Numerous paintings on pottery have suggested a tale not mentioned in the literary traditions. At some point in the war, Achilles and Ajax were playing a board game (petteia). They were absorbed in the game and oblivious to the surrounding battle. The Trojans attacked and reached the heroes, who were saved only by an intervention of Athena.
Achilles with the Daughters of Lycomedes is a subject treated in paintings by Anthony van Dyck (before 1618; Museo del Prado, Madrid) and Nicolas Poussin (c. 1652; Museum of Fine Arts, Boston) among others.
Peter Paul Rubens has authored a series of works on the life of Achilles, comprising the titles: Thetis dipping the infant Achilles into the river Styx, Achilles educated by the centaur Chiron, Achilles recognized among the daughters of Lycomedes, The wrath of Achilles, The death of Hector, Thetis receiving the arms of Achilles from Vulcanus, The death of Achilles (Museum Boijmans Van Beuningen, Rotterdam), and Briseis restored to Achilles (Detroit Institute of Arts; all c. 16301635)
Dying Achilles is a sculpture created by Christophe Veyrier (c. 1683; Victoria and Albert Museum, London).
The Rage of Achilles is a fresco by Giovanni Battista Tiepolo (1757, Villa Valmarana ai Nani, Vicenza).
Eugne Delacroix painted a version of The Education of Achilles for the ceiling of the Paris Palais Bourbon (18331847), one of the seats of the French Parliament.
Arthur Kaan created a statue group Achilles and Penthesilea (1895; Vienna).
Achilleus (1908) is a lithography by Max Slevogt.
Born in Hodgenville, Kentucky, Lincoln grew up on the western frontier in Kentucky and Indiana. Largely self-educated, he became a lawyer in Illinois, a Whig Party leader, and was elected to the Illinois House of Representatives, in which he served for eight years. Elected to the United States House of Representatives in 1846, Lincoln promoted rapid modernization of the economy and opposed the MexicanAmerican War. After a single term, he returned to Illinois and resumed his successful law practice. Reentering politics in 1854, he became a leader in building the new Republican Party, which had a statewide majority in Illinois. In 1858, while taking part in a series of highly publicized debates with his opponent and rival, Democrat Stephen A. Douglas, Lincoln spoke out against the expansion of slavery, but lost the U.S. Senate race to Douglas. In 1860, Lincoln secured the Republican Party presidential nomination as a moderate from a swing state, though most delegates originally favored other candidates. Though he gained very little support in the slaveholding states of the South, he swept the North and was elected president in 1860.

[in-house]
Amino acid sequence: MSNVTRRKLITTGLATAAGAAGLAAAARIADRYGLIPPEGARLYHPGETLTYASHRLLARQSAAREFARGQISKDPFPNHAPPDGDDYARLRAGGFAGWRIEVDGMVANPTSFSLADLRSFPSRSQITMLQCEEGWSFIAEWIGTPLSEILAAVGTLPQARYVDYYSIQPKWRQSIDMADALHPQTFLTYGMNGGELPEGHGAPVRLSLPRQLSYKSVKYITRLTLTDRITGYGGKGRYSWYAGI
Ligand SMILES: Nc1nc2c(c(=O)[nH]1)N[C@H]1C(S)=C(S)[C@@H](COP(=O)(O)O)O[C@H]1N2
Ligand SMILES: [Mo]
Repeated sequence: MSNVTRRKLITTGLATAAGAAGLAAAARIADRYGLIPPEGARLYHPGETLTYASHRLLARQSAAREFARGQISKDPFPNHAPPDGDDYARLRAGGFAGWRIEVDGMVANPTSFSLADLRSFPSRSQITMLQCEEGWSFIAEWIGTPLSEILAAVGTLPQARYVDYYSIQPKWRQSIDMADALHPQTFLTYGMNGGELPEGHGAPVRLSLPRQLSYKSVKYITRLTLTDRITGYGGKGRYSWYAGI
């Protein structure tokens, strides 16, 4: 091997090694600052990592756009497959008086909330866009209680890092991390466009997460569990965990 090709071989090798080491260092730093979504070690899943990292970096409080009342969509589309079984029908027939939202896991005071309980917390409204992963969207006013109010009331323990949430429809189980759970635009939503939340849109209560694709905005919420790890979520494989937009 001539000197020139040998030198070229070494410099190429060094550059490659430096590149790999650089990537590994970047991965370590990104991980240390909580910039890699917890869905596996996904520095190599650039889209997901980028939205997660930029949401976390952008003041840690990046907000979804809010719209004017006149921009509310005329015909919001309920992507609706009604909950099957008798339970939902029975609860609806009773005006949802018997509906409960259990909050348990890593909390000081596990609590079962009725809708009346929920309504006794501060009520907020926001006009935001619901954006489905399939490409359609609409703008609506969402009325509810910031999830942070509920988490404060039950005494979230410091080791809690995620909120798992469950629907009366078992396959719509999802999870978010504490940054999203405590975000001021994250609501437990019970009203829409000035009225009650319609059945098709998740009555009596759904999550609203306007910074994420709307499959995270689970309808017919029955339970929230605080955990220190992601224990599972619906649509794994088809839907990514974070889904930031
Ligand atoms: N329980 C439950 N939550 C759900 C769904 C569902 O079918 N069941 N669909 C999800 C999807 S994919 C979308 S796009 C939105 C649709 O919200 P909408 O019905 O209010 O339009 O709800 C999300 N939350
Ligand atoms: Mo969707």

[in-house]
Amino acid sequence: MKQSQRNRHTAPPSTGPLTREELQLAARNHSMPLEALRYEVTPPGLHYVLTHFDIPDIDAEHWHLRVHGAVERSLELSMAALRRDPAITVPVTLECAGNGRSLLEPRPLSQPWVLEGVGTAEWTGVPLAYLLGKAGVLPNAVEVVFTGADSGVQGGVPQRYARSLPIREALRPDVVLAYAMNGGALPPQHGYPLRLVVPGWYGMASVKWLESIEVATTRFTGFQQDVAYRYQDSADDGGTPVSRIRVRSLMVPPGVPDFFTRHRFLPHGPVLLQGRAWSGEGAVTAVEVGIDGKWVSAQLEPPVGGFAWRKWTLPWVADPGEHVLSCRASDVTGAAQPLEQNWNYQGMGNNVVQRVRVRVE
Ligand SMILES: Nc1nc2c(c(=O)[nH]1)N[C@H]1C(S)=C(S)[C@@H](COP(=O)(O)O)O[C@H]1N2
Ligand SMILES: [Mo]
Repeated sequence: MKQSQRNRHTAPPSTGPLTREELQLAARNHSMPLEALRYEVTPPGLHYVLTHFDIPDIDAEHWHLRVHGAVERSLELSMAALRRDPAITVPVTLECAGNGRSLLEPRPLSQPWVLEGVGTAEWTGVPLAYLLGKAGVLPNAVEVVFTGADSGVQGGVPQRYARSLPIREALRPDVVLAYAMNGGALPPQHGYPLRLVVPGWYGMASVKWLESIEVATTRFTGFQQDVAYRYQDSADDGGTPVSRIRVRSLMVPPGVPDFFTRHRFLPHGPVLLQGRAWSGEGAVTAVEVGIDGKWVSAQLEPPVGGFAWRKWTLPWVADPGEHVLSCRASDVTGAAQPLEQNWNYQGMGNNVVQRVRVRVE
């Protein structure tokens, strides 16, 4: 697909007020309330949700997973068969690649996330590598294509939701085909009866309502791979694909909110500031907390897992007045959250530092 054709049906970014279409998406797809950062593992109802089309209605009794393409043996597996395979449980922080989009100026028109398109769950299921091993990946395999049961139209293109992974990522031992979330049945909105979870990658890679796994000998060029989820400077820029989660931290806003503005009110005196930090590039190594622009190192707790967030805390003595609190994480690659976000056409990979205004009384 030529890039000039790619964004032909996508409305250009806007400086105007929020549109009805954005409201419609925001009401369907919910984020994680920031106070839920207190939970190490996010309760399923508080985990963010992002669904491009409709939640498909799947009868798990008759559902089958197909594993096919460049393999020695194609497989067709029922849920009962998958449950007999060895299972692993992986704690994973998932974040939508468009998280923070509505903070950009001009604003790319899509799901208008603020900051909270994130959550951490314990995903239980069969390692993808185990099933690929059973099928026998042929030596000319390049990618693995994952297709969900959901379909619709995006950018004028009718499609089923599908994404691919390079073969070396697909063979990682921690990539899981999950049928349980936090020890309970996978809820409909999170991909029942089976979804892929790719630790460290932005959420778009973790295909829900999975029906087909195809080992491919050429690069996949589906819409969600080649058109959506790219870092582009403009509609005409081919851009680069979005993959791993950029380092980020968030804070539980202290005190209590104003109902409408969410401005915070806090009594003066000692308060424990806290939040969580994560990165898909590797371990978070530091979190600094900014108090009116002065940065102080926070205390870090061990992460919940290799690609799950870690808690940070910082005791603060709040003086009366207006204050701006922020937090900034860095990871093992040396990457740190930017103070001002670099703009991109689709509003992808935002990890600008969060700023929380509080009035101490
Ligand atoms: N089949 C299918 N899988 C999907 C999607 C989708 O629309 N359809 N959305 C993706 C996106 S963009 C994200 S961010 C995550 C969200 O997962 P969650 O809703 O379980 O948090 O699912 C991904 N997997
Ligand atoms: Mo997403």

Lincoln's victory prompted seven southern states to form the Confederate States of America before he moved into the White Houseno compromise or reconciliation was found. A Confederate attack on Fort Sumter inspired the North to enthusiastically rally behind the Union. As the leader of the moderate faction of the Republican Party, Lincoln confronted Radical Republicans, who demanded harsher treatment of the South, War Democrats, who called for more compromise, anti-war Democrats (called Copperheads), who despised him, and irreconcilable secessionists, who plotted his assassination. Lincoln fought back by pitting his opponents against each other, by carefully planned political patronage, and by appealing to the American people with his powers of oratory. His Gettysburg Address became an iconic endorsement of nationalism, republicanism, equal rights, liberty, and democracy. Lincoln concentrated on the military and political dimensions of the war in order to reunite the nation. He suspended habeas corpus, leading to the controversial ex parte Merryman decision, and he averted potential British intervention by defusing the Trent Affair. Lincoln closely supervised the war effort, especially the selection of generals, including his most successful general, Ulysses S. Grant. He made major decisions on Union war strategy, including a naval blockade that shut down the South's trade. As the war progressed, his complex moves toward ending slavery included the Emancipation Proclamation of 1863; Lincoln used the U.S. Army to protect escaped slaves, encouraged the border states to outlaw slavery, and pushed through Congress the Thirteenth Amendment to the United States Constitution, which permanently outlawed slavery.
An astute politician deeply involved with power issues in each state, Lincoln reached out to the War Democrats and managed his own re-election campaign in the 1864 presidential election. Anticipating the war's conclusion, Lincoln pushed a moderate view of Reconstruction, seeking to reunite the nation speedily through a policy of generous reconciliation in the face of lingering and bitter divisiveness. On April 14, 1865, five days after the surrender of Confederate general Robert E. Lee, Lincoln was assassinated by Confederate sympathizer John Wilkes Booth and died the next day. Lincoln has been consistently ranked both by scholars and the public as among the greatest U.S. presidents.